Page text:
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How US Senate Confirmations Work?

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How US Senate Confirmations Work?

Whenever a US president nominates someone to fill a position in his administration — whether it’s just after the election or another time during his term in office — that nominee’s appointment is to be confirmed by the US Senate. The role of the Senate in the confirmation process is defined in the Constitution. Article II, Section 2 provides that the President “shall nominate, and by and with the Advice and Consent of the Senate, shall appoint high government officials.” The Senate gives its advice and consent to presidential appointments to the Supreme Court and to high-level positions in the Cabinet departments and independent agencies. The Senate also confirms appointments of members of regulatory commissions, ambassadors, federal judges, US attorneys, and US marshals. Somewhere between 1,200 and 1,400 government positions require confirmation. While many confirmation hearings take place just before and after a president takes office, the Senate must hold confirmation hearings for replacement appointments throughout a president’s term. Historically, the Senate has confirmed most presidential nominations, but “in rare instances” a vote to confirm has failed.
Why the process?
In theory, having the Senate confirm nominees is a sound idea. The president is the head of the executive branch and, like any boss, should be allowed his or her choice of employee. Yet because the president acts in the public trust, it is fitting that the people’s representatives scrutinise nominees. But the number of positions requiring such approval makes the process unwieldy. Not only do all cabinet positions require Senate confirmation, so do the agency heads and hundreds of other senior posts. And the length of the confirmation process has grown over the years. Ronald Reagan’s appointments took an average of 56 days to confirm. By the time Donald Trump was in office that had risen to 115.
Stages
The appointment process for executive branch positions is generally considered to have three stages: selection and nomination by the President, consideration by the Senate, and appointment by the President.
1. First the nominee is vetted by the president’s legal advisers and the FBI to ensure that the appointment is legal and that there are no conflicts of interest. During the clearance process, the candidate prepares and submits several forms, including the “Public Financial Disclosure Report” (OGE 278e), the “Questionnaire for National Security Positions” (SF 86), and a supplement to SF 86 (“86 Supplement”). The clearance process often includes a background investigation conducted by the Federal Bureau of Investigation (FBI), which prepares a report that is delivered to the White House. It also includes a review of financial disclosure materials by the Office of Government Ethics (OGE) and an ethics official for the agency to which the candidate is to be nominated. If conflicts of interest are found during the background investigation, OGE and the agency ethics officer may work with the candidate to mitigate the conflicts. At the completion of the clearance process, the nomination is ready to be submitted to the Senate. The president signs a parchment officially nominating the individual, which is sealed in a special envelope with wax and hand-delivered to the Senate while it is in session.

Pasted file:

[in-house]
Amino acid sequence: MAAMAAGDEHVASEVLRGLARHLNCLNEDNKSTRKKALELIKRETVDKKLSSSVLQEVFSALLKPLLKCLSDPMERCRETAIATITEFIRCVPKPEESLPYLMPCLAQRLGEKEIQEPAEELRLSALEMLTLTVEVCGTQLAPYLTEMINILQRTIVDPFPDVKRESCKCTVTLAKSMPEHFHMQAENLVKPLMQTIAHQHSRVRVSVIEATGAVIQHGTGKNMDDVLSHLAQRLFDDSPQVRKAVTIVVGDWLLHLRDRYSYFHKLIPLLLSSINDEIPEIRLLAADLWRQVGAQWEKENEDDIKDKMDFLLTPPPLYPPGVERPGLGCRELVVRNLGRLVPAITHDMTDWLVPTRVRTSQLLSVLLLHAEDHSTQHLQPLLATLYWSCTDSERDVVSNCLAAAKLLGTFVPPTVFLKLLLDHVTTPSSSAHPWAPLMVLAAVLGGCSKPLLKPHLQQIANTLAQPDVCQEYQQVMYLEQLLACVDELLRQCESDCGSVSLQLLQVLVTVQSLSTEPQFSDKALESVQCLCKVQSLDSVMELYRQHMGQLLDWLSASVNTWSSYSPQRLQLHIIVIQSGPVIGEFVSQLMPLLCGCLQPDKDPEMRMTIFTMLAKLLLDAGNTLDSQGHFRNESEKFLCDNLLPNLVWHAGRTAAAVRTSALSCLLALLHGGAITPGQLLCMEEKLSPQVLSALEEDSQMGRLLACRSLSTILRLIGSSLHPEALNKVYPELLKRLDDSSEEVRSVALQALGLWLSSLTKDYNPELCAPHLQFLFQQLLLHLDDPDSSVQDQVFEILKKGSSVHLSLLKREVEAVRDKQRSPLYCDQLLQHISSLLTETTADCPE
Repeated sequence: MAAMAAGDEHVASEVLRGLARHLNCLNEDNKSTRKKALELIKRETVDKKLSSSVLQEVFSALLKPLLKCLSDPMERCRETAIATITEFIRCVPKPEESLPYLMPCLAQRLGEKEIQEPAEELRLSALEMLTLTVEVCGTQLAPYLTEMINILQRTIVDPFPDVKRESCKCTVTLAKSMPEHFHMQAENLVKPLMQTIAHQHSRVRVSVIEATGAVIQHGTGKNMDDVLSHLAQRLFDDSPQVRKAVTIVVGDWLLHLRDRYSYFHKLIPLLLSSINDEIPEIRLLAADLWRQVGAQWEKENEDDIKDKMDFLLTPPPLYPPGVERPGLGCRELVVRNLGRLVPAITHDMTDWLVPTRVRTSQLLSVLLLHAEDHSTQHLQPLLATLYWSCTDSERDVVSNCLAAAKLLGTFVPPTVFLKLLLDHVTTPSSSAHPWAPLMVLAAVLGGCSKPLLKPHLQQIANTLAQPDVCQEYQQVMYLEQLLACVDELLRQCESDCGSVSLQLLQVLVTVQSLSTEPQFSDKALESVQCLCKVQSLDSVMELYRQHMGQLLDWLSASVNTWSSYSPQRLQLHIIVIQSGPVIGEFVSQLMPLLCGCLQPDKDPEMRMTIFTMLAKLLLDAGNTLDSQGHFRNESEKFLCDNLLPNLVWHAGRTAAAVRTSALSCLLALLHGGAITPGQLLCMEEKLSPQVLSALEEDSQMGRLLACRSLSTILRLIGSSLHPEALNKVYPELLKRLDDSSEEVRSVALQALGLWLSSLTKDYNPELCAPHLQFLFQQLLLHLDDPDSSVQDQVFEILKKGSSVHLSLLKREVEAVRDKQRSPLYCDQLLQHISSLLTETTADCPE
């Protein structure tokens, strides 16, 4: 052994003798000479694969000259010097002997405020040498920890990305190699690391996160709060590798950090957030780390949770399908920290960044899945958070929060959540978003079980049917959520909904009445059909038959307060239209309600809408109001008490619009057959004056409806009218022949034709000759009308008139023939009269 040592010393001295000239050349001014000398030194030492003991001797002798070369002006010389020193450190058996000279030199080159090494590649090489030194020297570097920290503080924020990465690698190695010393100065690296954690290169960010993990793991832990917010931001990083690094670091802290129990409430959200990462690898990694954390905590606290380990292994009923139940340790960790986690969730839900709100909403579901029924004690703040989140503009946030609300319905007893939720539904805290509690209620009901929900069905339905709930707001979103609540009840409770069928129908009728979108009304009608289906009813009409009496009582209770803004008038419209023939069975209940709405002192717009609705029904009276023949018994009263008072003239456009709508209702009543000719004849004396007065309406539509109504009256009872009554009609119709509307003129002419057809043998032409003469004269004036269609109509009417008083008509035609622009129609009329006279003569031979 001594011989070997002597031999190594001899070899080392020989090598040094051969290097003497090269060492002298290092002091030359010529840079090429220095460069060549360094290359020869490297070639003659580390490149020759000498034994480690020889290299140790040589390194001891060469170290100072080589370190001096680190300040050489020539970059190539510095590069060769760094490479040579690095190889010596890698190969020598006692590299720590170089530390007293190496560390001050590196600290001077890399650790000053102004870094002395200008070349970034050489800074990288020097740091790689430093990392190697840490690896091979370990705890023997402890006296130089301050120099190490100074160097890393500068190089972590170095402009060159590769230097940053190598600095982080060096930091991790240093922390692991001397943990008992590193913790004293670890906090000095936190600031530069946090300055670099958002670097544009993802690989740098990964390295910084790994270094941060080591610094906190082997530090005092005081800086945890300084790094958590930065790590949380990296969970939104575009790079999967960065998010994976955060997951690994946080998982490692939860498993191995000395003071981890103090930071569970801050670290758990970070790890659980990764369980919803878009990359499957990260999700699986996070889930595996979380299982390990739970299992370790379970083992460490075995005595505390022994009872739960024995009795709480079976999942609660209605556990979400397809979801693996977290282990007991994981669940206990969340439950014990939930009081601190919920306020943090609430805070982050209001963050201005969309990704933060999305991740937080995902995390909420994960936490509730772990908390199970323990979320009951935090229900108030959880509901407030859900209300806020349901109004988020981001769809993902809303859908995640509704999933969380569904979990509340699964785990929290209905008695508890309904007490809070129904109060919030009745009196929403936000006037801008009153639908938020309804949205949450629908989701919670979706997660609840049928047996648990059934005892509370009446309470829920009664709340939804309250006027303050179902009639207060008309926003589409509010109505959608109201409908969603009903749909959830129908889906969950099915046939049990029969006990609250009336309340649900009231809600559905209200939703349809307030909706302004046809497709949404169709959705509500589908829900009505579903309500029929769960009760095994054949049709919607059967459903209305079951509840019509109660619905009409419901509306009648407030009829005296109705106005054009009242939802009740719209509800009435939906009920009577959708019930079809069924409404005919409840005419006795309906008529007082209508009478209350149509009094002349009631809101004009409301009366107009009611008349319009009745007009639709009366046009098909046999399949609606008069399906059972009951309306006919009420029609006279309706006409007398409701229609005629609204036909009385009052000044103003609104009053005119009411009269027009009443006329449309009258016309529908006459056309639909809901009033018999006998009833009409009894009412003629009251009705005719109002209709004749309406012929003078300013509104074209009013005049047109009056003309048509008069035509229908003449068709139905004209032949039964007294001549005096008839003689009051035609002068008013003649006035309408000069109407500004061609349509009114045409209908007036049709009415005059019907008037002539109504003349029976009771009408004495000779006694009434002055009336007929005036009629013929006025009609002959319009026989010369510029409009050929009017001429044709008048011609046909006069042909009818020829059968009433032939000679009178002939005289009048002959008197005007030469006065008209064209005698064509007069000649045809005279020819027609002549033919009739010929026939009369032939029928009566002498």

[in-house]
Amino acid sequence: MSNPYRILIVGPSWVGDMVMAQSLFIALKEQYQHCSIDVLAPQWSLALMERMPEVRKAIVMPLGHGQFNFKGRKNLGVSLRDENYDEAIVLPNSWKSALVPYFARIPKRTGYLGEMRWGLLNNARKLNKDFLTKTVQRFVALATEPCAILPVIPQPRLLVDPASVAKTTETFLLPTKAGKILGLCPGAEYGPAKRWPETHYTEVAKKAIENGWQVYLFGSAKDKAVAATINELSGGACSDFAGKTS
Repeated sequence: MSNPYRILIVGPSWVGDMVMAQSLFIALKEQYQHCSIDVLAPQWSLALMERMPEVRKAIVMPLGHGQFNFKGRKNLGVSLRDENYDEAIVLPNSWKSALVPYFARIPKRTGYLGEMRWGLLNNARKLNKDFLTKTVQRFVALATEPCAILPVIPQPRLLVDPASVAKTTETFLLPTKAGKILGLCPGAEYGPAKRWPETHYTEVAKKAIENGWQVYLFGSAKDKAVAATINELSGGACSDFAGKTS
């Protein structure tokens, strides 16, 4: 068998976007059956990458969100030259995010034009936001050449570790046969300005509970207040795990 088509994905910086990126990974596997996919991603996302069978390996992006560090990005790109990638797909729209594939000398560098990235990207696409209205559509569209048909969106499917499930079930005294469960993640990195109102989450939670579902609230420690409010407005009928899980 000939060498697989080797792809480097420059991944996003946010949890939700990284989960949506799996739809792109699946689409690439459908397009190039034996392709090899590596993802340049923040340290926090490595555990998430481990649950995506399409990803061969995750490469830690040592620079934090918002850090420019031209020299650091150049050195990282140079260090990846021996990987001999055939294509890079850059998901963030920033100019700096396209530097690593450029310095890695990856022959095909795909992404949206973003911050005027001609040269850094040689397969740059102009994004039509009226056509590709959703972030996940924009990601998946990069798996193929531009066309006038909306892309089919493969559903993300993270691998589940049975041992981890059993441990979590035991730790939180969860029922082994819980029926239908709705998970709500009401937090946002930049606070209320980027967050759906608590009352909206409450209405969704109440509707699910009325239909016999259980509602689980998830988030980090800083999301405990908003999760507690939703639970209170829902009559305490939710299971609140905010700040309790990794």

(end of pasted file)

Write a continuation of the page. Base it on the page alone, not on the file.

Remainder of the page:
2. In the second stage, the Senate alone determines whether or not to confirm a nomination. The Senate’s action on a nomination varies, depending largely on the importance of the position involved, existing political circumstances, and policy implications. Many presidential appointees are confirmed routinely by the Senate, without public debate. Other appointees receive more attention from Congress and the media through hearings, investigations, and floor debate. Historically, the Senate has shown particular interest in nominees’ views and how they are likely to affect public policy. Two other factors have sometimes affected the examination of a nominee’s personal and professional qualities: whether the President’s party controlled the Senate and the degree to which the President became involved in supporting the nomination. Some nominations are sent straight to the full Senate, but much of the Senate confirmation process occurs at the committee level. Administratively, nominations are received by the Senate executive clerk, who usually arranges for the referral of the nominations to committee, according to the Senate rules and precedents.
The committee reviews it and issues a report (and sometimes grills candidates in a hearing which provides a public forum to discuss a nomination and any issues related to the program or agency for which the nominee would be responsible). Senators have used hearings to explore nominees’ qualifications, articulate policy perspectives, or raise related oversight issues. At the committee stage, there are four possible outcomes—the committee could make a favourable recommendation, an unfavourable one, withhold one or take no action. The nomination then moves to the Senate floor to be debated and then decided by a simple majority vote.
3. In the final stage of the appointment process, the confirmed nominee is given a commission signed by the President (which bears the Great Seal of the United States) and sworn into office. The President may sign the commission at any time after confirmation, at which time the appointment becomes official. Once the appointee is given the commission and sworn in, he or she has full authority to carry out the responsibilities of the office.

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